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Friday, March 28, 2014

Anchors Away (Update)

Since writing this blog post, many teachers (including myself) got a special delivery to their classrooms this week... more chart paper for more anchors.  It's unreal! 

I read an article a couple of weeks ago on  www.wnd.com  entitled, "Have Children Become Unteachable"  Columnist, Patrice Lewis, makes some very good points and one of them is that today students believe "nothing requires improvement except the grade".  Many students don't feel they have to work harder, study more, or memorize information, they just want to be given the passing grade.

Should we really be surprised at this?
The schools give children just about everything these days - food, supplies, glasses, coats, excuses... so why wouldn't a student expect to be given grades.

Here's a case in point -

In the last couple of years, "anchor charts" have become all the rage in the public schools.  Over the years, I have put up some posters and charts as reminders to students for certain rules to follow in math and reading. I believe there is a certain place for them and if not overdone or overused, can be good as a reference.  That being said, anchor charts, bring a whole new dimension to coddling students.

What is an anchor chart you ask?

  • Teachers "scribe" while the students brainstorm ideas of different topics.
  • Chart paper (that big, obnoxious 24 x 32 inch paper) is used so all anchor charts can be put on the walls.
  • Anchor charts can be "open-ended" - so teachers or students can add to them or make changes throughout the year.
  • Anything that needs rules is supposed to be put on an Anchor Chart and posted. (That's a lot of anchoring!)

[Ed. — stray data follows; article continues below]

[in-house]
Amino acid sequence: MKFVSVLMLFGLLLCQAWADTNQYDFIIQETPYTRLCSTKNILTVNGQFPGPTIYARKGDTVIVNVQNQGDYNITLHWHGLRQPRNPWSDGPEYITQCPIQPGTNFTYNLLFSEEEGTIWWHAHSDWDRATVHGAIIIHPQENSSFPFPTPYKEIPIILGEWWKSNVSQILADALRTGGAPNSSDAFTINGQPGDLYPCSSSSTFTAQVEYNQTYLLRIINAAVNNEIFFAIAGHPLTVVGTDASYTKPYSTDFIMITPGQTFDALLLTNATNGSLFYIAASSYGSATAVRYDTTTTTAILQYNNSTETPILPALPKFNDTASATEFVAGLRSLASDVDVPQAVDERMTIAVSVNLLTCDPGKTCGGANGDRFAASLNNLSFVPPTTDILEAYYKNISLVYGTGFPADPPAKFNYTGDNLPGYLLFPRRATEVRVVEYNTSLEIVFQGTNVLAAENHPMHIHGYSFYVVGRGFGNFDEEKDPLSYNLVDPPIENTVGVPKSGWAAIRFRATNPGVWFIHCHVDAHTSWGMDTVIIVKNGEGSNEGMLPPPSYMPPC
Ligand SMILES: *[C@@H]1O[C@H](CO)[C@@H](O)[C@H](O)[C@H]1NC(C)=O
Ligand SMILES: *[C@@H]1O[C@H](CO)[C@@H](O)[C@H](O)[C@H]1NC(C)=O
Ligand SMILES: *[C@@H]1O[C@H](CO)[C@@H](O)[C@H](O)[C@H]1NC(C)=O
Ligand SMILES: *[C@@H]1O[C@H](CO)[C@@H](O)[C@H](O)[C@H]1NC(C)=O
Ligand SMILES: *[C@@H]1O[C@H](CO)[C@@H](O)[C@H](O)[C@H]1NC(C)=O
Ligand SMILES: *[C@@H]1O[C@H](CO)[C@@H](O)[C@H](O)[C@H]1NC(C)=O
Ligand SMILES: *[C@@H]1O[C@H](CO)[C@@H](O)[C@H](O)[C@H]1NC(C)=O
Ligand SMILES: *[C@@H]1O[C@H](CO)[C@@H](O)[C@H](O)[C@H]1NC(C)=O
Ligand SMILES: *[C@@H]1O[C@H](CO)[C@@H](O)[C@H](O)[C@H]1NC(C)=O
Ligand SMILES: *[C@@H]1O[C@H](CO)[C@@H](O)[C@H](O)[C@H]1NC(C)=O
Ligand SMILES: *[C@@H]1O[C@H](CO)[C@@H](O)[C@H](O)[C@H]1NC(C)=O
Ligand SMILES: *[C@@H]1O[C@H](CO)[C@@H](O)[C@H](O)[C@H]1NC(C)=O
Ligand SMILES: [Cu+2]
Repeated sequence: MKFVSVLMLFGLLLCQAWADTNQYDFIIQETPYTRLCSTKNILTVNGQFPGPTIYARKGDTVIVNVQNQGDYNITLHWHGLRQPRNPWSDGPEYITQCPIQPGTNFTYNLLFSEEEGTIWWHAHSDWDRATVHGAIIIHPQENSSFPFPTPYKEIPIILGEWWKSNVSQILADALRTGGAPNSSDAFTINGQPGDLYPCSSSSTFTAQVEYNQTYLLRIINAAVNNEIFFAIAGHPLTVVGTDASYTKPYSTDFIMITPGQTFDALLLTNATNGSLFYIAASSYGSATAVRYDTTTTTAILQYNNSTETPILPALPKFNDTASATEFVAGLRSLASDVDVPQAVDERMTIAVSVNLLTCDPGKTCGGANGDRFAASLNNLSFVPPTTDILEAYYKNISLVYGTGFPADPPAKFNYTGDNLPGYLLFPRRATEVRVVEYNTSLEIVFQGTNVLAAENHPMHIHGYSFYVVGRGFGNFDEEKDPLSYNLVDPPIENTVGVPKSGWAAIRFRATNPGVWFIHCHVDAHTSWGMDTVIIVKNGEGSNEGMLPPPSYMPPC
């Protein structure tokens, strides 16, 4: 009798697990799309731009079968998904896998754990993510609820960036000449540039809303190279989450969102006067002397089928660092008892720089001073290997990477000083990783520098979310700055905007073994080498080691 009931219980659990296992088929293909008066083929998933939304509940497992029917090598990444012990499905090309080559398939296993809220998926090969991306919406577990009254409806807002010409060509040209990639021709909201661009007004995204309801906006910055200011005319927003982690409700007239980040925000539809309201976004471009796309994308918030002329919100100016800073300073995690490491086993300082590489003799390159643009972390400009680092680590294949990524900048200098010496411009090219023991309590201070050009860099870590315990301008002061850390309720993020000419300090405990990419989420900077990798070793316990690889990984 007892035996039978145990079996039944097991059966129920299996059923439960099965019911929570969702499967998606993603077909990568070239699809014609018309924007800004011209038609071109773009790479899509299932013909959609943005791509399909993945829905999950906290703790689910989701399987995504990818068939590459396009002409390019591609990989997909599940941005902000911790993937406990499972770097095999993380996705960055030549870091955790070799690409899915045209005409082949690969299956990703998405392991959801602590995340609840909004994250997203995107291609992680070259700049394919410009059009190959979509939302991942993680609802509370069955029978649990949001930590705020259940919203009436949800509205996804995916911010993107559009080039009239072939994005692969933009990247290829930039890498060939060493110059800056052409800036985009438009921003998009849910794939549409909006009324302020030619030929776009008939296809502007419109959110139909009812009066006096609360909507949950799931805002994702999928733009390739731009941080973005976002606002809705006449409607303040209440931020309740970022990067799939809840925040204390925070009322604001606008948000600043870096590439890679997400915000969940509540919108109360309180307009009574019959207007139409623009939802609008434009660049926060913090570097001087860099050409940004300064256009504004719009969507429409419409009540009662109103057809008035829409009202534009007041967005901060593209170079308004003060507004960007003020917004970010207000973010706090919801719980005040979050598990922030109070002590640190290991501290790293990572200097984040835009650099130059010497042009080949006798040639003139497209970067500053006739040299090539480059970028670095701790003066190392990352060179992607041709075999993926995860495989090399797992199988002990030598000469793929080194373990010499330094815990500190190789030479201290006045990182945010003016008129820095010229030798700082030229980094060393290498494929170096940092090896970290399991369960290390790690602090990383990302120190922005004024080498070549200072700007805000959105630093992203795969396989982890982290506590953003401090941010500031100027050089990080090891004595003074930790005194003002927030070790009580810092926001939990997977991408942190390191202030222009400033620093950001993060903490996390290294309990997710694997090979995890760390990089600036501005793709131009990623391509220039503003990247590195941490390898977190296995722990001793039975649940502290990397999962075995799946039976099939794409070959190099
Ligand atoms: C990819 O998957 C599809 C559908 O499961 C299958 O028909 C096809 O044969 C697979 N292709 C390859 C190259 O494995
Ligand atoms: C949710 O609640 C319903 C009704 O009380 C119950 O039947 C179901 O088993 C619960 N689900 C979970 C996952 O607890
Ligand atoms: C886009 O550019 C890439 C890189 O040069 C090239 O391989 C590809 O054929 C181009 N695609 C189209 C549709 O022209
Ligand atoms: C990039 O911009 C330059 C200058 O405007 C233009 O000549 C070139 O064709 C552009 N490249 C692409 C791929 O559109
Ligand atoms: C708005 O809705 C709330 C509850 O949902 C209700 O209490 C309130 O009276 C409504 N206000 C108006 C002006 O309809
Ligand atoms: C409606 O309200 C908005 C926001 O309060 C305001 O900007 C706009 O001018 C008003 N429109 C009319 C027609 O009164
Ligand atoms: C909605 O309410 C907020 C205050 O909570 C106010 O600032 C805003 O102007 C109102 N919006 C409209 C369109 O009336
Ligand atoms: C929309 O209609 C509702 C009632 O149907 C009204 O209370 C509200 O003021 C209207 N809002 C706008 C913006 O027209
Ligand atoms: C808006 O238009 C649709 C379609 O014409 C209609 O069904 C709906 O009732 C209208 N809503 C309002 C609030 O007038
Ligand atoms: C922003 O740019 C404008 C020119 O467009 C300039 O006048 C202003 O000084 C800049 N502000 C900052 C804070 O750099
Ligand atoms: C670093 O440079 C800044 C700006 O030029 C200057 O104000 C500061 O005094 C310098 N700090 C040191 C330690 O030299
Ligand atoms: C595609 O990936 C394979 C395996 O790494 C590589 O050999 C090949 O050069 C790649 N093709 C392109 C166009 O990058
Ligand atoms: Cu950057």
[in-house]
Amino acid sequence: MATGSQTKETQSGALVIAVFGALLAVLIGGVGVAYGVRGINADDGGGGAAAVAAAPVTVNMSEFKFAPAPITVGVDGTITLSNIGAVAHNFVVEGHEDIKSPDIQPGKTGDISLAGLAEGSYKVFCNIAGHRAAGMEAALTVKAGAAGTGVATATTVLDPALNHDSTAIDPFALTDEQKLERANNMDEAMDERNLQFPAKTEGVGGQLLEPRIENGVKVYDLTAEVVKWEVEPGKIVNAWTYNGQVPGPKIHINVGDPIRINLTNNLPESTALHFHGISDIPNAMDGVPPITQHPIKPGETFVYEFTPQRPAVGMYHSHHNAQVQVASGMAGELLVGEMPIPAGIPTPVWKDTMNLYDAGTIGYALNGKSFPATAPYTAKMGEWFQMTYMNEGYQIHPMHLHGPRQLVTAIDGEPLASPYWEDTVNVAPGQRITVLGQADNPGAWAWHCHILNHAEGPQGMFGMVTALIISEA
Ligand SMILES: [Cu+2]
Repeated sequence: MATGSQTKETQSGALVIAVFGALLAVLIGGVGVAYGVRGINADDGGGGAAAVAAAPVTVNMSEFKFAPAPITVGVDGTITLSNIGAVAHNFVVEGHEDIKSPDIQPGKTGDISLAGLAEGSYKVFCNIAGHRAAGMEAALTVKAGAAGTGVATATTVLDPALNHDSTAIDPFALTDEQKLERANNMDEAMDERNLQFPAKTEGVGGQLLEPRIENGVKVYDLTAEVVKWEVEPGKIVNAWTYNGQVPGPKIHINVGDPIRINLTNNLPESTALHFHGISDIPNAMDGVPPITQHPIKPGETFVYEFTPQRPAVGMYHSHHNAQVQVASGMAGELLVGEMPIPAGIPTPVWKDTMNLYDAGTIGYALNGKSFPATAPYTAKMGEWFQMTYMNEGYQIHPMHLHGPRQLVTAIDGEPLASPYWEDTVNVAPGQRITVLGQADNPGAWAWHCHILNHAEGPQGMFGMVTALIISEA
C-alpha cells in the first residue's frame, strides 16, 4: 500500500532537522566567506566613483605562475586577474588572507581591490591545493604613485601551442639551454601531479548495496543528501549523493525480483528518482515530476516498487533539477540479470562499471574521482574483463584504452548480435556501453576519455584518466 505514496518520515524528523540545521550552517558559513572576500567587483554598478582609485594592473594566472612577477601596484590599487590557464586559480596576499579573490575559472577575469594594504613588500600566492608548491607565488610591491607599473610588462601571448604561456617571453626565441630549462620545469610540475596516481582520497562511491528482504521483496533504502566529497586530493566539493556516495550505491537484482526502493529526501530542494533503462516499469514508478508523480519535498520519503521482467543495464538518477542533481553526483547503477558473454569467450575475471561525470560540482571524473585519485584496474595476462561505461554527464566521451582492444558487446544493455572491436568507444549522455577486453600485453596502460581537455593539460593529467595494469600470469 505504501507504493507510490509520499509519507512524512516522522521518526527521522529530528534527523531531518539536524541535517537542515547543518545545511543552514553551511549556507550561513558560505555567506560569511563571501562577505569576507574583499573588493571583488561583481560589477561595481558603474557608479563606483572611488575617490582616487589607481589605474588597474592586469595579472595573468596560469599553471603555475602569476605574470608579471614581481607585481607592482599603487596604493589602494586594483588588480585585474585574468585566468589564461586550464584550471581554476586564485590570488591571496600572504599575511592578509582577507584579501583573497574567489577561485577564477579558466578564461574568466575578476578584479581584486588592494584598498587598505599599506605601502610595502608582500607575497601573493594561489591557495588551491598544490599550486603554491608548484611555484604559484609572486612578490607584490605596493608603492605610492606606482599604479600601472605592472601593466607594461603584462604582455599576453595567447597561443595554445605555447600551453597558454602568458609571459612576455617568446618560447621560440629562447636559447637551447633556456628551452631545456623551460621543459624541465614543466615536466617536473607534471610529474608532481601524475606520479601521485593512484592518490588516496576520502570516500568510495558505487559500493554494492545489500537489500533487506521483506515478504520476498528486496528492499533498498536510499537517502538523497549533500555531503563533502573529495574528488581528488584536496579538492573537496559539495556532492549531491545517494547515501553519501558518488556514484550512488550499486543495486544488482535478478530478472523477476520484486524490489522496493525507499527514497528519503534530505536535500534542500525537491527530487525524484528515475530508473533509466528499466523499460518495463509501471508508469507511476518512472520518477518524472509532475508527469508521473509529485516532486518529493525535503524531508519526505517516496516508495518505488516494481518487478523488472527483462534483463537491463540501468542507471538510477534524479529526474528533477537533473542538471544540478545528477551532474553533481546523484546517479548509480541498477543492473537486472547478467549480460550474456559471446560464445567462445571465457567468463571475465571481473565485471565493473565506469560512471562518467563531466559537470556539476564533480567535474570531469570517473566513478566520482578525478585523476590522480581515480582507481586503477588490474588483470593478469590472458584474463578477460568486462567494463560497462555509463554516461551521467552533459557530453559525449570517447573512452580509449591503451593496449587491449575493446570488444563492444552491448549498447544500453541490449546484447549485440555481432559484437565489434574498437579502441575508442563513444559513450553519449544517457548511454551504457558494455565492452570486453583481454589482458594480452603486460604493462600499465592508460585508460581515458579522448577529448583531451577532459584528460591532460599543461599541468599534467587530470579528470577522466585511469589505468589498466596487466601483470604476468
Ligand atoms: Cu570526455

What do the kids have to memorize?  Not a heck of a lot.  What rules do they have to learn?  Not many. 

Instead of anchor charts being posted to help "anchor" ideas in students minds, anchor charts are keeping students down and holding them back. Here are a few examples of anchor charts that I found on the internet. Imagine a classroom filled with posters like these.  It's like a kaleidoscope of information.  What do I need? Where do I look? Can I even find the "anchor" I need at the time I need it?

There is so much "anchoring" going on that children rely on these charts instead of themselves -  many of the charts cannot even be seen unless you are in a relatively close proximity to them.  I get a headache just looking at them all.

(Click on pictures to enlarge.)












My favorite anchor chart by far is one that was given to me just last week about how to make an anchor chart. If it wasn't so sad, it would have been funny.

Again, it's no wonder students expect grades to be given to them, since they are given everything else. Maybe someone should make an anchor chart about that!




You can read the whole article from WND at this link - http://www.wnd.com/2014/02/have-children-become-unteachable/

2 comments: